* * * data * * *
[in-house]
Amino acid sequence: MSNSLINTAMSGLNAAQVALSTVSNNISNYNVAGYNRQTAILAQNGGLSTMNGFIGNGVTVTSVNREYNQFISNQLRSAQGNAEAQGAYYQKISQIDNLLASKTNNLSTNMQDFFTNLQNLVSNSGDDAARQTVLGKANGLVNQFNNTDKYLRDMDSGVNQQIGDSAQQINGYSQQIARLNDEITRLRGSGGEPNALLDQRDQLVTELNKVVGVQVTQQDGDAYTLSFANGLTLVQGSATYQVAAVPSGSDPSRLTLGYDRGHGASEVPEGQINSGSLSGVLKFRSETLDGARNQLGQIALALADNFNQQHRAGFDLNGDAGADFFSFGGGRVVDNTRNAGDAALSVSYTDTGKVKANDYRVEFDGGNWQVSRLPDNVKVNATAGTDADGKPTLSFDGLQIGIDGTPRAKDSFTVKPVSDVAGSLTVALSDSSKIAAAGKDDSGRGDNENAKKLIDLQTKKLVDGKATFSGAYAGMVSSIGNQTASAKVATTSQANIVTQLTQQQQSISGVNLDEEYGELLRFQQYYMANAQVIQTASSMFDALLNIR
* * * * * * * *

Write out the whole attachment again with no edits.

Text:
[in-house]
Amino acid sequence: MSNSLINTAMSGLNAAQVALSTVSNNISNYNVAGYNRQTAILAQNGGLSTMNGFIGNGVTVTSVNREYNQFISNQLRSAQGNAEAQGAYYQKISQIDNLLASKTNNLSTNMQDFFTNLQNLVSNSGDDAARQTVLGKANGLVNQFNNTDKYLRDMDSGVNQQIGDSAQQINGYSQQIARLNDEITRLRGSGGEPNALLDQRDQLVTELNKVVGVQVTQQDGDAYTLSFANGLTLVQGSATYQVAAVPSGSDPSRLTLGYDRGHGASEVPEGQINSGSLSGVLKFRSETLDGARNQLGQIALALADNFNQQHRAGFDLNGDAGADFFSFGGGRVVDNTRNAGDAALSVSYTDTGKVKANDYRVEFDGGNWQVSRLPDNVKVNATAGTDADGKPTLSFDGLQIGIDGTPRAKDSFTVKPVSDVAGSLTVALSDSSKIAAAGKDDSGRGDNENAKKLIDLQTKKLVDGKATFSGAYAGMVSSIGNQTASAKVATTSQANIVTQLTQQQQSISGVNLDEEYGELLRFQQYYMANAQVIQTASSMFDALLNIR